Additionally, these departments will be working diligently to integrate technologies and combine workflows, while maintaining accuracy and efficiency.
The administrative side of payroll mergers and acquisitions can be intense, but we have a few tips to help you keep your head above water.
4 critical success factors for payroll during mergers and acquisitions
According to Harvard Business Review, M&A success isn’t easy. Somewhere between 70% - 90% of all M&As fall short of expectations, leaving business owners wondering what went wrong.
HR and global payroll teams can help set the M&A up for success by focusing on these priorities.
1. Managing the employee experience
We’re all creatures of habit, and when things begin to change around us, it causes stress. The hard work falls on payroll and human resources to keep employees in the loop and prepared for disruptive changes. This helps to keep your workforce intact, engaged and productive.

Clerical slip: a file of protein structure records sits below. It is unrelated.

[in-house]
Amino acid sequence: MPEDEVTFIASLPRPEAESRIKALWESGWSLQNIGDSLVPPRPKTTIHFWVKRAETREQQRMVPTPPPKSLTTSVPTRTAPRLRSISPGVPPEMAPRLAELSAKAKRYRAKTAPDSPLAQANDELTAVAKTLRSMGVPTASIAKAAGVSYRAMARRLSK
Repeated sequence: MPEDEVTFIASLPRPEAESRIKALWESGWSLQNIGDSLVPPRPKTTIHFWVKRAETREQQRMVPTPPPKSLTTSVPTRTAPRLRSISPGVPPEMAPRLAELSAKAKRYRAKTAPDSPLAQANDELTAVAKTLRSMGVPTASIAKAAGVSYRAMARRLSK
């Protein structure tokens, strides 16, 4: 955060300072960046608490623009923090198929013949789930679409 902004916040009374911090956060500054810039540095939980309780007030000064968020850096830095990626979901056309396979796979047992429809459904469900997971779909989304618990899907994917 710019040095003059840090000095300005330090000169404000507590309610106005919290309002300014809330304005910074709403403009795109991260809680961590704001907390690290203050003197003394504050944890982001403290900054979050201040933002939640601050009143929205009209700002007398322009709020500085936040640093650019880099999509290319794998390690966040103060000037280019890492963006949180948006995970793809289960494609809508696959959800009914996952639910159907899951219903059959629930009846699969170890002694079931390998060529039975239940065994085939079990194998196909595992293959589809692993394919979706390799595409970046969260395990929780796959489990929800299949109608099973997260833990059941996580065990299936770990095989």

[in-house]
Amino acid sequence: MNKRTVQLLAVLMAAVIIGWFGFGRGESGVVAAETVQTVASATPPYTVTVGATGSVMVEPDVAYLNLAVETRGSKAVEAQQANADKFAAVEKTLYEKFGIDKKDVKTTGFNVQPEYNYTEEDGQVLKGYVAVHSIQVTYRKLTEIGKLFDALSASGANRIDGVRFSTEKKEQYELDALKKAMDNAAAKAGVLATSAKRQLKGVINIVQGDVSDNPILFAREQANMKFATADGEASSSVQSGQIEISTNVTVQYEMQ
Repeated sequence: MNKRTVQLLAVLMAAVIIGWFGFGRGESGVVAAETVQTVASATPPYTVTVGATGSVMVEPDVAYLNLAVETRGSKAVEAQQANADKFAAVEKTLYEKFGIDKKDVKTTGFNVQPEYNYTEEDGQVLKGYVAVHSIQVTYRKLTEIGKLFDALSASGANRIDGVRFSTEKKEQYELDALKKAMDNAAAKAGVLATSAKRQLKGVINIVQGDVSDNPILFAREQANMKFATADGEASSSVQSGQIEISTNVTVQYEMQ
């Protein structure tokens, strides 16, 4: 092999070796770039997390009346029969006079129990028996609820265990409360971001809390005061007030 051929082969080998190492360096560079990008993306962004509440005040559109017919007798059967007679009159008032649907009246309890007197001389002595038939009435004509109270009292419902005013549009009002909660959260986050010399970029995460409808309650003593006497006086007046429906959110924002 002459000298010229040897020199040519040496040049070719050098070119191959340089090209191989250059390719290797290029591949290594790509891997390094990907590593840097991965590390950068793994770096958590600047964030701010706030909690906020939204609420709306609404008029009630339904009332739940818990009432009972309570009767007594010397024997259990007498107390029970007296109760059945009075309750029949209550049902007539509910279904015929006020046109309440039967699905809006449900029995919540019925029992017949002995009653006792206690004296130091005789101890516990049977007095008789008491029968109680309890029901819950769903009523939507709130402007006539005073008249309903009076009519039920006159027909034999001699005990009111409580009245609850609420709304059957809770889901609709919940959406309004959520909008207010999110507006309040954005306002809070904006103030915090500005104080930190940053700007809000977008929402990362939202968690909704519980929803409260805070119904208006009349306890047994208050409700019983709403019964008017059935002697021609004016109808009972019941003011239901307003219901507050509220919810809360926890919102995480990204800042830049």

For example, Netflix focuses on people over formal HR policies, guiding employees through change with a simple five-word motto: “Act in Netflix’s Best Interest.” This approach has helped the company to thrive throughout major disruptions, including digital transformation. In 2013, at the height of their transformation, stock values tripled, and their subscriber base grew by 29 million.
The solution: Focus on your people. Embrace honest and transparent communication at all levels. Give your employees a timeline and a set of realistic expectations to balance the stress of the constant change created by payroll mergers and acquisitions.
Related content: Payroll & HCM change management: A step-by-step guide